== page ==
From the tragedy of a pregnancy loss, Noa’s wings were born. Chelsea Patterson was a young woman living her life on the go – a makeup artist, daughter, sister and friend to many, her life was filled with joy. She found out she was pregnant on a Jamaican resort while she says she was “having the time of her life.” She got back home and immediately told her then boyfriend, and he met her with the same enthusiasm. What started out as excitement turned into worry when, eight weeks into her pregnancy, Patterson’s doctor told her that the growing baby inside could possibly have Turner Syndrome, a chromosomal disorder.
“The doctor said, ‘There is no easy way to tell you this and I am not going to sugarcoat it. There is no way this baby is going to be able to live outside of your stomach even if you carry it to term.’” The doctor’s told Patterson that due to the syndrome, her baby had a heart defect and a list of other problems that would cause a lot of pain. According to the Mayo Clinic, Turner Syndrome is a condition that only affects females and results when one of the X chromosomes is missing or partially missing. It can cause developmental and health problems that include heart defects, ovary failure, short height and abnormal kidneys.
You can’t prevent Turner Syndrome; it is caused by an error when the sperm meets the egg. Patterson’s doctor reassured her that there was nothing they could have done. The condition affects one in every 2,000 to 2,500 live female births, with more than 70,000 women and girls living with Turner Syndrome in the United States, according to the National Organization of Rare Disorders. “I spent the first couple of days crying. I went back and forth with emotions,” Patterson says. “I was very discouraged some days and the other days I was like I have to do whatever I can to make this work.”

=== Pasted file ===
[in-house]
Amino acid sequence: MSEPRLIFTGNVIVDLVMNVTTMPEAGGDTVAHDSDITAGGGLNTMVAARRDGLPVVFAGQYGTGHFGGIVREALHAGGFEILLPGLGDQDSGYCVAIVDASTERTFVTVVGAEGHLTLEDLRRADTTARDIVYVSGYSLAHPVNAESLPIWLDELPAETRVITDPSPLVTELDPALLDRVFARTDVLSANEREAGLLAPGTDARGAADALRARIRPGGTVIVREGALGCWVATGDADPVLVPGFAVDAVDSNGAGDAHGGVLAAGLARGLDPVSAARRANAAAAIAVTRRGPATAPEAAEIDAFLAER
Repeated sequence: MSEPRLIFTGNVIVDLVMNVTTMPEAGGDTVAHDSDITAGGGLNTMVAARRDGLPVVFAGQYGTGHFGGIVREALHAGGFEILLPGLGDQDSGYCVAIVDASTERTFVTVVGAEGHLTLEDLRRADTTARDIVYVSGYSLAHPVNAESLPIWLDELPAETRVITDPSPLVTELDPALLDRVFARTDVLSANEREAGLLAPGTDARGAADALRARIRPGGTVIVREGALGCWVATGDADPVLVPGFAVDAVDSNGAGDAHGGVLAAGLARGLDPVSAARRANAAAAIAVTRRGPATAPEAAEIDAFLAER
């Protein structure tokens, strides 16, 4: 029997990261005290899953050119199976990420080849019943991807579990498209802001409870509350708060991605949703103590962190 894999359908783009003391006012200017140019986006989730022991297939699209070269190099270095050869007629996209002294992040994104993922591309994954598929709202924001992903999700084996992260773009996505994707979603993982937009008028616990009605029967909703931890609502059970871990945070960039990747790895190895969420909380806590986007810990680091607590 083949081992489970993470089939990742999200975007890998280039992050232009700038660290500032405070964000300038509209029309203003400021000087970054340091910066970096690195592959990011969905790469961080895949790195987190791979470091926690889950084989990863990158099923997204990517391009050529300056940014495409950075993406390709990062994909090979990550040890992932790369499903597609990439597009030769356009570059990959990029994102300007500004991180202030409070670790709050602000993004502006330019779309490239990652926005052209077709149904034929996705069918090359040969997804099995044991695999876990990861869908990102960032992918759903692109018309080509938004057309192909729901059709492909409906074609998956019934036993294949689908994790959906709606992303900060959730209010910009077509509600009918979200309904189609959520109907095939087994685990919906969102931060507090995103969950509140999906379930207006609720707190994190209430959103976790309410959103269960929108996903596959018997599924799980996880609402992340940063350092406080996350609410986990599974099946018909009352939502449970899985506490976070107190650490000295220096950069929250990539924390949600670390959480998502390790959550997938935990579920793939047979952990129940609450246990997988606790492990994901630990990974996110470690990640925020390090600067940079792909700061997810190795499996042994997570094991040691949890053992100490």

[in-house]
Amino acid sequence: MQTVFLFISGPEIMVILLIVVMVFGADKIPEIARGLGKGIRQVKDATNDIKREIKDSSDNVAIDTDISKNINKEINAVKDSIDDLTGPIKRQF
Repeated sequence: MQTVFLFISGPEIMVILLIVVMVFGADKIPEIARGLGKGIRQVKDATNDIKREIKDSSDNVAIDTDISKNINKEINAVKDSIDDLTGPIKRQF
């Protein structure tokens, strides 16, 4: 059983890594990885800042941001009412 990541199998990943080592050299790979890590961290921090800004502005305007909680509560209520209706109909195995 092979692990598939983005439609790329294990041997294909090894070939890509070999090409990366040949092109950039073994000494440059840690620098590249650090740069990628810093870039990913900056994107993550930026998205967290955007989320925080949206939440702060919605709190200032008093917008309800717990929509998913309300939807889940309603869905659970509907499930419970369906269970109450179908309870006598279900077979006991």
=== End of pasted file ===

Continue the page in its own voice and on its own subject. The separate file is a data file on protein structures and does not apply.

This was a first in Patterson’s family so she had to look elsewhere for answers. She bought a heart doppler and checked her baby’s heartbeat every chance she got. In early November, before a doctor’s appointment, she checked her baby’s heartbeat and couldn’t find it. She didn’t want to overreact, but she texted her loved ones to let them know: “Don’t be surprised if we don’t get good news today.” Patterson miscarried and on Nov. 8 she delivered her baby girl Noa. Cremations for stillborn babies are usually free, but Patterson wanted to give her baby a proper homegoing with a service. While going over the costs of the burial, Patterson realized how much money it was going to take to see it through. The basic tombstone was over $1,000.
That’s when Noa’s Wings, Patterson’s eyelash company, was born. She says, “I always wanted to start an eyelash line, and I wanted to keep her name alive. The lashes are like wings and with her being an angel, it sounded really nice.” The eyelashes are mink and lightweight, and able to be used multiple times. The names – Warrior, Angelic, and Alluring – are meant to reflect how Patterson thought baby Noa would be. Nearly 50% of the proceeds are donated to families who need assistance with their babies’ funeral costs.
In addition to her lash line, she also created the blog Living for Noa to provide a place for her and others to share their stories of Turner Syndrome, miscarriage and the like. Patterson says, “Living for Noa is a safe space for me, and I want it to be a safe space for others.” In the future, Patterson plans to start a nonprofit to help mothers dealing with these circumstances and fund their funeral costs. She wants to spread awareness and let other mothers and fathers know that they are not alone. She says, “I can’t teach everyone everything, but I can teach you about Turner Syndrome.”